She also gave a Ted Talk about her stroke, you can watch it HERE. It’s a really great addition to the book, hear her up close and personal about her experience through her stroke. It’s very emotional, and really shows just how strong and courageous she is.

Oscar Wilde

June is Pride Month, and so to celebrate, I added some specific books to my TBR. The Empty Family had several gay narrators. I’m listening to Aristotle and Dante Discover the Secrets of the Universe on audiobook on my walks, so I’ll review that one when I am finished. And Under the Lights was a bit of a surprise that I’m not revealing, but that one turned out perfect for the theme too!

I wish there were more books out there with LGBT characters, and my library has been posting a lot of recommendations, many of which I have added to my TBR. If you have some good ones, shoot them my way!

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The book I was most excited to read for Pride was about one of my favorite authors, Oscar Wilde. Written as part of a series called Lives of Notable Gay Men and Lesbians, Jeff Nunokawa gives us a short but informative piece on Wilde’s struggle to be a prominent gentleman in 19th century England, while living his life the way he needed to.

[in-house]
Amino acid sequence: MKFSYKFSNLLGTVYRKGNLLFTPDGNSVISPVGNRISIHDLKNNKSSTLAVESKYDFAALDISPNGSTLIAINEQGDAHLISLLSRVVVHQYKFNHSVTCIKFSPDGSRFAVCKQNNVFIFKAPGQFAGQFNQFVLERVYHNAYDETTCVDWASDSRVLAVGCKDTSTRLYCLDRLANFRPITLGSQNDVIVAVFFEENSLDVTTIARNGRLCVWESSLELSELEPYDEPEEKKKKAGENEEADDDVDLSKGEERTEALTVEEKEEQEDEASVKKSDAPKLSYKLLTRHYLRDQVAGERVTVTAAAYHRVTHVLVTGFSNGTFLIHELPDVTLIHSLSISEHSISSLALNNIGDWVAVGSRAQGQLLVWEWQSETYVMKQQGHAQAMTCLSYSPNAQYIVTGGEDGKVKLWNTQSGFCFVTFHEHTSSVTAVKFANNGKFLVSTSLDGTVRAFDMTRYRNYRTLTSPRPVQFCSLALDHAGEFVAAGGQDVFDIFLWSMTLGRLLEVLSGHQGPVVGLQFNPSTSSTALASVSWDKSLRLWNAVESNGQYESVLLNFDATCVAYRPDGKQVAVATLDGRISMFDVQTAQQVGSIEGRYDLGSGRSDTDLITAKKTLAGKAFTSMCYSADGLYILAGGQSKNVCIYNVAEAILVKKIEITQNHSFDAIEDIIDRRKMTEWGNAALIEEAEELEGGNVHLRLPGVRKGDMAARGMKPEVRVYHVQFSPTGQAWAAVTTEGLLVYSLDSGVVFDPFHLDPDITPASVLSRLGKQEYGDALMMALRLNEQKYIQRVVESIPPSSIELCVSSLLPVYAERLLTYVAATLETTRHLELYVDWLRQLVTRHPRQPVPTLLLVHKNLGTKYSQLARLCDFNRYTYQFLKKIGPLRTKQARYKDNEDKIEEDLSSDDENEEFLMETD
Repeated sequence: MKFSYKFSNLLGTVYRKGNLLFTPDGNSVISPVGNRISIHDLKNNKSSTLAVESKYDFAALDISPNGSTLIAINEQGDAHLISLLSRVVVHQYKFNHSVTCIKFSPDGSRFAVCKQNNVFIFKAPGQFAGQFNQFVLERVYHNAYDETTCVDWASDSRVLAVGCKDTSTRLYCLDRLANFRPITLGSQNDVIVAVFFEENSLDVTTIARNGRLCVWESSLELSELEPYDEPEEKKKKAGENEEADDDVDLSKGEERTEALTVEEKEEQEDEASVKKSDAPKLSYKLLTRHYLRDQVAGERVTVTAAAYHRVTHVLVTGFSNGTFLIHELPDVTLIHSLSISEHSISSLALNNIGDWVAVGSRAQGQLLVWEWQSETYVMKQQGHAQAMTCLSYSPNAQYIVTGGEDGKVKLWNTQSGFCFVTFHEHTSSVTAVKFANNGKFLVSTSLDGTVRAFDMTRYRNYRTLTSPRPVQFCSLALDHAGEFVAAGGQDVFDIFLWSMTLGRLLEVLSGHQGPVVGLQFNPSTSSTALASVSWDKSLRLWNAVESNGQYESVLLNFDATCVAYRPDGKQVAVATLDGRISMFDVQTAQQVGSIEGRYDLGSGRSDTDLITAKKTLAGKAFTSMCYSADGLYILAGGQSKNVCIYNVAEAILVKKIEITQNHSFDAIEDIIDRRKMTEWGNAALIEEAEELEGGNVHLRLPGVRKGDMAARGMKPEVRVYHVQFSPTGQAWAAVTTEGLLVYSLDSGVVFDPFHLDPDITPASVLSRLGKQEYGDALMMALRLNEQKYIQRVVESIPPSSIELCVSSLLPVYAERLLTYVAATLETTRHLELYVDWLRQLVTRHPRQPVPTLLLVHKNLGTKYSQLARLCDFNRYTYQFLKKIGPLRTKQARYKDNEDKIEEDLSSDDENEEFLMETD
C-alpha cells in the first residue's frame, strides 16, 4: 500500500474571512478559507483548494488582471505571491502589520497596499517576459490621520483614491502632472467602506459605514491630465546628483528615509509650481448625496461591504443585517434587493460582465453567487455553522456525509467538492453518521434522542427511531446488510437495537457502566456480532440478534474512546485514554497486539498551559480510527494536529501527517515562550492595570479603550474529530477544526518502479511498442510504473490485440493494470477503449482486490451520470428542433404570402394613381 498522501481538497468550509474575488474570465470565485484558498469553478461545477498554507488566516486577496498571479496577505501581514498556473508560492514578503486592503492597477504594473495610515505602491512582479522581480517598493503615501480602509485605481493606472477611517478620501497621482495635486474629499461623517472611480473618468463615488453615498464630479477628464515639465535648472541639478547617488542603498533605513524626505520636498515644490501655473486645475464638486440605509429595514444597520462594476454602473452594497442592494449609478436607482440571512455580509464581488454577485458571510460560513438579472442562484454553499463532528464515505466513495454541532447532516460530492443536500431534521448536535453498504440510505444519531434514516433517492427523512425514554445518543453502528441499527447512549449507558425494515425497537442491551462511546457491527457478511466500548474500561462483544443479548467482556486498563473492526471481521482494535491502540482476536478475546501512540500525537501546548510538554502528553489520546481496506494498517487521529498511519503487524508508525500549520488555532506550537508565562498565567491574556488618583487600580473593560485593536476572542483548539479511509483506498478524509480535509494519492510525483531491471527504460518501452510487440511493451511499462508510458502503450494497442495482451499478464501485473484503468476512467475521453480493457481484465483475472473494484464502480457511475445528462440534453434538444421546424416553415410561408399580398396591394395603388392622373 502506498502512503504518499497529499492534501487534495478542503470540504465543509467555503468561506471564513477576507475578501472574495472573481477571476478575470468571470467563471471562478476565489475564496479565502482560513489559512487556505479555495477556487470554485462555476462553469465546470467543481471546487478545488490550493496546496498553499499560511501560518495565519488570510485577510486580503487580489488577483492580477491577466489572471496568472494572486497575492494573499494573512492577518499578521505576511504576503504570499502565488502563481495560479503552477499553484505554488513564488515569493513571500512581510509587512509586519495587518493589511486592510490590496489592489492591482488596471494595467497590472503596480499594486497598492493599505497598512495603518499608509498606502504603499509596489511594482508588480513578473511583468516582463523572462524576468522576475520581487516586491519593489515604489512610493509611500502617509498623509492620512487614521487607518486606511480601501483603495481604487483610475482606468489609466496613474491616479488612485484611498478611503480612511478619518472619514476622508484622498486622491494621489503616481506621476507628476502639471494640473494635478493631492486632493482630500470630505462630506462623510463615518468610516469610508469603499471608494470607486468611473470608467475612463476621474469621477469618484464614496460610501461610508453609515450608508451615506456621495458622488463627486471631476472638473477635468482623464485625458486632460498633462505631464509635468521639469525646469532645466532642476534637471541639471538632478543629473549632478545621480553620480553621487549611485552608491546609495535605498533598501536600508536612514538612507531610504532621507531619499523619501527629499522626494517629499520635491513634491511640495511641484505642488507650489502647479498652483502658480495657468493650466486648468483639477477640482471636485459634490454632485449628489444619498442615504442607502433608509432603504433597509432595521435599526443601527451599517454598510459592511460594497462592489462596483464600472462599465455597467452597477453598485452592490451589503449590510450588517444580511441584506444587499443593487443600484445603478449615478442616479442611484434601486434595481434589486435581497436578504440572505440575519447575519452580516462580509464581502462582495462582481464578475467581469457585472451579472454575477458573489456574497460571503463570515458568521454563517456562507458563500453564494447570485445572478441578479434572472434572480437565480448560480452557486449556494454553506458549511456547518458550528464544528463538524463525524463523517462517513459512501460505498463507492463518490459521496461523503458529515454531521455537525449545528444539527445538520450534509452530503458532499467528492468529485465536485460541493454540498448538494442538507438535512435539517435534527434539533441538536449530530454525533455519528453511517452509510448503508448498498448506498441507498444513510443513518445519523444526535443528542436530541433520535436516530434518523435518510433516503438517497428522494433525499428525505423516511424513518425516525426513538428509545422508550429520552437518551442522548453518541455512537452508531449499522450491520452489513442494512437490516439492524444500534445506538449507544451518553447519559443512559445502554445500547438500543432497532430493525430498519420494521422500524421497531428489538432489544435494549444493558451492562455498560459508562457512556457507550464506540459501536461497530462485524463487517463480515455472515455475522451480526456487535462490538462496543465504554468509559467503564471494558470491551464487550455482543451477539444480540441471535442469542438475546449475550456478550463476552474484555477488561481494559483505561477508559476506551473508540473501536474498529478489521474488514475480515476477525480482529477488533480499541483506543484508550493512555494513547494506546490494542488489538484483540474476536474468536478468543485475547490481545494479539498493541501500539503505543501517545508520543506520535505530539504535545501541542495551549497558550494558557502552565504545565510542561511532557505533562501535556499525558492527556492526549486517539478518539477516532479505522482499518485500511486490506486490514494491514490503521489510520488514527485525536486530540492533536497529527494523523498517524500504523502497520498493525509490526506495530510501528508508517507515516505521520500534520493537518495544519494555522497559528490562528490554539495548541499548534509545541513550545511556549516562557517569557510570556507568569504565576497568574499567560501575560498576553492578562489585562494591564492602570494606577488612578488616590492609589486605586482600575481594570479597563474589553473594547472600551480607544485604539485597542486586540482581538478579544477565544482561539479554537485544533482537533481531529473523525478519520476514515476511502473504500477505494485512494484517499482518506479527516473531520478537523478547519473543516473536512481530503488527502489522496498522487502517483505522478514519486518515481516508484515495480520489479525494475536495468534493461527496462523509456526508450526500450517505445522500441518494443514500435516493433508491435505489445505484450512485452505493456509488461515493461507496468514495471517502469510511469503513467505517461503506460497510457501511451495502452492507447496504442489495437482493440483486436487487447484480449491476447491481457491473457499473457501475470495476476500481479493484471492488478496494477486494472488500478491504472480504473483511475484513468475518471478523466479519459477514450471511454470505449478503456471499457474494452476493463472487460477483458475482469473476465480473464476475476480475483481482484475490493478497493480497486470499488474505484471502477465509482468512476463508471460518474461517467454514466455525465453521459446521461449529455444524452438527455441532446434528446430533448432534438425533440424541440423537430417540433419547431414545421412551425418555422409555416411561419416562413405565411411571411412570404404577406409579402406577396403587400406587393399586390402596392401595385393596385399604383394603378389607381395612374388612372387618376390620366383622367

I’ll admit, I was a little disappointed. Obviously, you can’t fit that much life into 100 pages. The information was there, it just wasn’t that grandeur you expect when reading about Oscar Wilde. It was very “This happened on this date.”

And ok, I can live with that. What really got to me though was that here we have a book about a gay man in the 19th century, at the height of Victorian censorship. His very name stood for persecution.

And then in the book written ABOUT this man…this happens:

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Now, I am sure it was a publishing error, but still. There was about 10 pages missing, randomly in the middle of the book. And in a 100 page book, that’s a lot of information.

Just kind of makes you wonder, huh? It IS a library copy.

Anyway. It left a bad taste in my mouth. I skipped to the end, past the snow white pages, and read about the trial and sad end to this brilliant man’s career.